Yes! A lot of start-ups tend to think of personalisation inside the cabin – the radio stations, the seating position. But they now need to move to the car itself and how it responds to the driver, especially up to level 4 autonomy. With level 5, it won’t matter, but at level 4, we need to overcome increasingly negative attitudes to autonomy from drivers. For example, few of us like having a camera pointed at us, which seems to be the current solution for driver status monitoring systems, and many of us are worried about data security. So, start-ups that have alternative monitoring systems that don’t point a camera at your face and that can make the data anonymous, or that can prevent the release of private data would be of interest to me.
What else is of interest?
How to make a car see – computer vision. This excites a lot of VCs. By synthesizing hearing, sight and mental intuition, humans become good drivers. Cars need to do this through sensor fusion, they need to fuse all the information they’re getting from different sensors, understand it and make immediate decisions. And behind this problem is the “compute” problem. Basically, each car would need a super computer in order to achieve Level 4 autonomous driving. But you can’t stick a mainframe on the top of the car and no one wants one in their trunk. Don’t forget that silicon chip investing dried up several years ago. We’re going to have to find new ways to deliver the compute functionality that next generation vehicles are going to need.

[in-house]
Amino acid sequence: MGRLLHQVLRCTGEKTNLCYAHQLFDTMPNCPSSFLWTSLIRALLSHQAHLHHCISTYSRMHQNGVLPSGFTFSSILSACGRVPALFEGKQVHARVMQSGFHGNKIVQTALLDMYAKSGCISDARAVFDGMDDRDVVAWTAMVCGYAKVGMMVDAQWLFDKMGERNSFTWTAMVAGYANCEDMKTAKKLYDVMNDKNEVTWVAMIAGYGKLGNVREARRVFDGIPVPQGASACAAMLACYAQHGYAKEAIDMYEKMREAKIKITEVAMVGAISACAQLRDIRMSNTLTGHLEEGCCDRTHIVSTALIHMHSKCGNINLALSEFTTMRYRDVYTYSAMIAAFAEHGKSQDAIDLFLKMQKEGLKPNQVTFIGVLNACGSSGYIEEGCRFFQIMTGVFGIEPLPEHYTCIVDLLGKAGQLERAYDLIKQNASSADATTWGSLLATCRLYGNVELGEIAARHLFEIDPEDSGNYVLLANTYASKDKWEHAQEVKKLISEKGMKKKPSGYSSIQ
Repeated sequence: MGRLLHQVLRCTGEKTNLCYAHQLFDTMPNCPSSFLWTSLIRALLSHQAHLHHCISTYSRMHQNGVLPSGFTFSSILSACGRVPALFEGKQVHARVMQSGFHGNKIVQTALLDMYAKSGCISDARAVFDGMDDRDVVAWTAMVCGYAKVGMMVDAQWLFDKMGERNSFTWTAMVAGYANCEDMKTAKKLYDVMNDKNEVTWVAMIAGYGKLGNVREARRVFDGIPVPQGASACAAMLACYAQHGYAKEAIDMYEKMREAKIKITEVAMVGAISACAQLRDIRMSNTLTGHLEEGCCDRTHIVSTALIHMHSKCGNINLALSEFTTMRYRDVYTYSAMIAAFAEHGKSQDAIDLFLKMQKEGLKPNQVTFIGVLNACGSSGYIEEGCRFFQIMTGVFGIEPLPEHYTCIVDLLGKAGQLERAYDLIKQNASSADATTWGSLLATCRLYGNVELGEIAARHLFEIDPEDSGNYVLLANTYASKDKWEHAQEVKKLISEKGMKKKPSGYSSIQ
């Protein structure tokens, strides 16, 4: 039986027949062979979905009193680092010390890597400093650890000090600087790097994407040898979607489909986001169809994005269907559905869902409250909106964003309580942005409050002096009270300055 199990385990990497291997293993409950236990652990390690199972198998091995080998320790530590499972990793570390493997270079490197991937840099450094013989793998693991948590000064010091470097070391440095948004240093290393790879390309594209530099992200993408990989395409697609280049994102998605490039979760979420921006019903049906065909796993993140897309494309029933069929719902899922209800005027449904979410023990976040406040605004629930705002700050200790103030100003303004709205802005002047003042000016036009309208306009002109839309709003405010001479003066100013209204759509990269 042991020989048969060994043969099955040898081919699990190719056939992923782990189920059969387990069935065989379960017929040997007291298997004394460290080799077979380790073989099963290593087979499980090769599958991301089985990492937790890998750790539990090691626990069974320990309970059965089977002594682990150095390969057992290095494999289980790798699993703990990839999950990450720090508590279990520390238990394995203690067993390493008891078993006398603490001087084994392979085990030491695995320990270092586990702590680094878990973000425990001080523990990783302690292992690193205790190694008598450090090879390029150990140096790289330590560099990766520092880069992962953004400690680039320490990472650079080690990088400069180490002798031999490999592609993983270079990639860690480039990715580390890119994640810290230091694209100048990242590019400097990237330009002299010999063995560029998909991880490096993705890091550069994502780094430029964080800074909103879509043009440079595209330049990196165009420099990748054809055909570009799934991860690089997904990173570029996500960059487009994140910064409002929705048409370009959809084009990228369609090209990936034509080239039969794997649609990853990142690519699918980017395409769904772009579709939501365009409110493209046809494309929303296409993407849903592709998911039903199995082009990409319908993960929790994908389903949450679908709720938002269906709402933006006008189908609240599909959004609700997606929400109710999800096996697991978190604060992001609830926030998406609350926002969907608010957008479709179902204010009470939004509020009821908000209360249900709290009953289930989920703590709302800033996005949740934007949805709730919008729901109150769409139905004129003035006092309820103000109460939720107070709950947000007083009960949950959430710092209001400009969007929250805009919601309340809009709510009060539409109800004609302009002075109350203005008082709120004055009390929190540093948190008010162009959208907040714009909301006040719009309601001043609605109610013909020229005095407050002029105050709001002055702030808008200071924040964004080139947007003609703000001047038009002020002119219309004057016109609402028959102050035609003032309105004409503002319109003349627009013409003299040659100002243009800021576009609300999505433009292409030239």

How are your portfolio companies approaching these problems?
I can give you two good examples. ThinCI is a California-based company we invested in two years ago that is developing a unique computer chip architecture. It’s able to put deep learning algorithms on the chip itself. We’re confident we’ll get somewhere around 5-10 times the compute performance offered by the next best solution. Trilumina is an Albuquerque-based company we invested in back in 2016. We believe that the company’s VCSEL technology is going to be a fundamental illumination technology for both driver status monitoring systems and some LiDAR solutions.
What’s the strategic angle here for Denso?
The technology being commercialised by our portfolio companies is what our customers – the automotive OEMs – will need in the near future. Our strategic benefit is being able to balance internal development efforts against external development efforts; it is a type of buy versus build comparison. For example, ThinCI provides a step change in processing capability that will enable computer vision and complex decision matrices while also reducing power requirements. It would be difficult, if not impossible, for DENSO to internally develop that same sort of technology. Trilumina provides unique VCSEL technology for illumination applications, but at an affordable price. This is the reason why we venture; we want to enable continued success in our core business of supplying auto parts and we can’t always rely on our internal R&D to provide those types of new technology.